An extraordinarily dense region tests the theory of structure formation in the universe

A halo of dark matter six times denser than expected has been found around a cluster of galaxies. This finding shows that there must be very effective mechanisms, not considered until now, for the accumulation of matter around the great structures that populate the universe


According to the most accepted cosmological theory, before the galaxies formed there were already dark matter concentrations that acted as a binder: the gas that would give rise to the first galaxies was concentrated in these lumps of dark matter (a type of matter that does not emit light and only interacts gravitationally), and this type of matter continues to be the majority in galaxies and clusters of galaxies, in the form of enormous haloes around luminous matter. Now, a group of researchers, with the participation of the Institute of Astrophysics of Andalusia (IAA-CSIC), has found a halo of dark matter so dense that shows the existence of mechanisms of growth not considered so far. 

"The large-scale structure of the universe is like a kind of spider web in three dimensions, with large voids punctuated by filaments and dense nodes of galaxies and galaxy clusters," says Mauro Sereno, a researcher at the National Institute of Astrophysics (INAF, Italy). Its study is complicated, because the main components of the universe, dark energy and matter, are not known with certainty and ordinary matter, which forms stars and planets, barely constitutes 5% of the total."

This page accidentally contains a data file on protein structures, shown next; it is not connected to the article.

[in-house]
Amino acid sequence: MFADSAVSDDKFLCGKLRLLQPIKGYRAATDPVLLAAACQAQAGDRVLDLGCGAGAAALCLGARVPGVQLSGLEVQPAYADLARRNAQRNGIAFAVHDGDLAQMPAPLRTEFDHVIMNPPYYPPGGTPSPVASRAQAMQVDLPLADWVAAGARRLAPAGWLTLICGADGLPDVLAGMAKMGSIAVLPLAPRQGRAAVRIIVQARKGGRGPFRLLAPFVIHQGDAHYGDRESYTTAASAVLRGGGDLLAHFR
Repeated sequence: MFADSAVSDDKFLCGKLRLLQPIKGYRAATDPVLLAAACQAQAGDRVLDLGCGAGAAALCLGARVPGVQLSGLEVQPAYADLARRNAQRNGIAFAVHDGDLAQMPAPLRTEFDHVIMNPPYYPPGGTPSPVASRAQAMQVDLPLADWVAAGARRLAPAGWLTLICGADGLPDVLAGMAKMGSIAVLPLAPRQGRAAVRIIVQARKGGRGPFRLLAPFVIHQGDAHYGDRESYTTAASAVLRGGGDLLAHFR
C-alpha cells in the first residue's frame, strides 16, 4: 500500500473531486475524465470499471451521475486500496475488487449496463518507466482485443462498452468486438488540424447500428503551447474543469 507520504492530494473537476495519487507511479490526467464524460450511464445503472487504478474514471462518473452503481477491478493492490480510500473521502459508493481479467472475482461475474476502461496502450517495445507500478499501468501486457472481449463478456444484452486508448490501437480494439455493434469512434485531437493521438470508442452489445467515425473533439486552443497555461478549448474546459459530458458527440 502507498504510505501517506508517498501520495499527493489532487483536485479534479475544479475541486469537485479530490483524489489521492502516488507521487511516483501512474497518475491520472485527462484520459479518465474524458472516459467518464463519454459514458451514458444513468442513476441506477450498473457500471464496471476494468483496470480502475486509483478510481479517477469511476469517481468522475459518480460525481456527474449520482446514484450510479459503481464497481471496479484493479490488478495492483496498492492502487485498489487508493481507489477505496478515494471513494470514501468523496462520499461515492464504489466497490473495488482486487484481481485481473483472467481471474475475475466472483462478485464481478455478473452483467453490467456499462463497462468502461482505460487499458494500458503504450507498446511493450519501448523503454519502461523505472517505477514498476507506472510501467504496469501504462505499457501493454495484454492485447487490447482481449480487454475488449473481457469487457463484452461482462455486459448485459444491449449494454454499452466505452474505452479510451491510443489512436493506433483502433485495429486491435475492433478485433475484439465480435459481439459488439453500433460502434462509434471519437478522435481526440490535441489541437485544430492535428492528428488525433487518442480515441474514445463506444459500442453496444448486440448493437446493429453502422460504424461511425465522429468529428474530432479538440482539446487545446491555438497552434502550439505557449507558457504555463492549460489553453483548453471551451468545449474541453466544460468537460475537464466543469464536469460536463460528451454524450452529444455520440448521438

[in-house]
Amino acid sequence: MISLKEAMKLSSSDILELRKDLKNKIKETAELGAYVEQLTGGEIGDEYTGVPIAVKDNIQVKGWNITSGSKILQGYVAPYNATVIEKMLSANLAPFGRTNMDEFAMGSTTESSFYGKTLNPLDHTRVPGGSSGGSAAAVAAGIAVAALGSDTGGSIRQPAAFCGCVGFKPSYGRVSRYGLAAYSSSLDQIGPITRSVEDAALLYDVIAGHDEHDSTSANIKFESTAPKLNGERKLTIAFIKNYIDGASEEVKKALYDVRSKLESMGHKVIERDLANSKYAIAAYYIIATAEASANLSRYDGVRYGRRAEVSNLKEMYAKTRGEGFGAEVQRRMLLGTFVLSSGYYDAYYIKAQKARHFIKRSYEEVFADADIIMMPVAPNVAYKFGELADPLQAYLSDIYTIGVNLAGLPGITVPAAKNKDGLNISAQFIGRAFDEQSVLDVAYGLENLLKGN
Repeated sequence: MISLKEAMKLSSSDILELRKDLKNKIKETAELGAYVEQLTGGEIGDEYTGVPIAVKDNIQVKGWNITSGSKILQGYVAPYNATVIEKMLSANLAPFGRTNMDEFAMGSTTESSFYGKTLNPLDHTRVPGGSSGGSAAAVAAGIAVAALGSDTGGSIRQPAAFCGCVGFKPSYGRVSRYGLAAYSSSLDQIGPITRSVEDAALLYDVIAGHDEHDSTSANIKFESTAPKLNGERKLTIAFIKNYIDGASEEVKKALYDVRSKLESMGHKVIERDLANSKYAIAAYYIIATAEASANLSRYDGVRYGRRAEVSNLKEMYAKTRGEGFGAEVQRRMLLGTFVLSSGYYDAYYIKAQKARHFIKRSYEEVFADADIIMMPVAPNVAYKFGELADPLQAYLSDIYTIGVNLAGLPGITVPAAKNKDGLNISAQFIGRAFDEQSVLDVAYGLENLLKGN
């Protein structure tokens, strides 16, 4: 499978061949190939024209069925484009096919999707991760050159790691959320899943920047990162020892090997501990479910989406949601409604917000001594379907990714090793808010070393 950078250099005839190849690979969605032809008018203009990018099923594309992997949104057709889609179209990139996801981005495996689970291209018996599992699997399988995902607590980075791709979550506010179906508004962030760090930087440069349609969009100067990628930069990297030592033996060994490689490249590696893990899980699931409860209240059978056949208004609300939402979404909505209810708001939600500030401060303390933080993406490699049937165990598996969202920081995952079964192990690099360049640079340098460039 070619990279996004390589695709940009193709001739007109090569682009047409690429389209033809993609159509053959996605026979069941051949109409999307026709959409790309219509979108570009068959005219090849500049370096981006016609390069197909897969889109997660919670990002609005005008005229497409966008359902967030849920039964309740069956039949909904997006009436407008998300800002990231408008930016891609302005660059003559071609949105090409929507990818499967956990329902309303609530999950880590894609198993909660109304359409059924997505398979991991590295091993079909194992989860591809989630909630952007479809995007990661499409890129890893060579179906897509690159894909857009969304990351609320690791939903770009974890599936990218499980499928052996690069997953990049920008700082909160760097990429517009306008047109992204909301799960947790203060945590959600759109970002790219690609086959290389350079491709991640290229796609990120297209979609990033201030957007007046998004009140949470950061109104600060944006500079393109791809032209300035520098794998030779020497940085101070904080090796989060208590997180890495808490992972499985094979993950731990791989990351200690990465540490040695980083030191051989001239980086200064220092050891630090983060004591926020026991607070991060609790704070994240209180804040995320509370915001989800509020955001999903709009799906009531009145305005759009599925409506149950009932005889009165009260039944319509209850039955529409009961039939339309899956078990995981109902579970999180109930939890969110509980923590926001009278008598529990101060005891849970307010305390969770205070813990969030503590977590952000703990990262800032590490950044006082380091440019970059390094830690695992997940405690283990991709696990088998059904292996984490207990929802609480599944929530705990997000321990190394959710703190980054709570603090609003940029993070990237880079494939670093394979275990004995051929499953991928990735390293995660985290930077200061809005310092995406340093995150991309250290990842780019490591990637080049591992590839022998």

In fact, in galaxy clusters, the largest structures in the universe, the proportion of dark and ordinary matter is around 5 to 1. The group of researchers studied a cluster sample to see if, in addition to a known relationship, according to which the very dense regions harbor high mass haloes -and those of lower density host less massive haloes-, there may be other mechanisms, related to the environment of the haloes, that may influence the amount of matter that they contain.

And they found a strange system. "We studied the environment around the PSZ2 G099.86 + 58.45 cluster up to distances of millions of light years and we see that it has a matter density six times greater than we would expect", says Luca Izzo, researcher at the Institute of Astrophysics of Andalusia ( IAA-CSCI) that participates in the work.


The researchers used a technique known as a gravitational lens: the matter of the cluster and its environment, mostly dark matter, deflects the light rays from the background galaxies and acts as a magnifying glass, or a deforming lens. The higher the density of matter, the greater the deformation of the background galaxies, and the study of 150,000 galaxies allowed to determine the density of PSZ2 G099.86 + 58.45, much higher than expected.

"This finding reveals a very rare environment in the current paradigm of structure formation in the universe and implies that, in fact, there are mechanisms of mass increase in large halos that can be very effective," concludes Mauro Sereno (INAF).


M. Sereno et al. "Gravitational lensing detection of an extremely dense environment around a galaxy cluster". Nature Astronomy, July 2018



Instituto de Astrofísica de Andalucía (IAA-CSIC)
Unidad de Divulgación y Comunicación
Silbia López de Lacalle - sll[arroba] - 958230532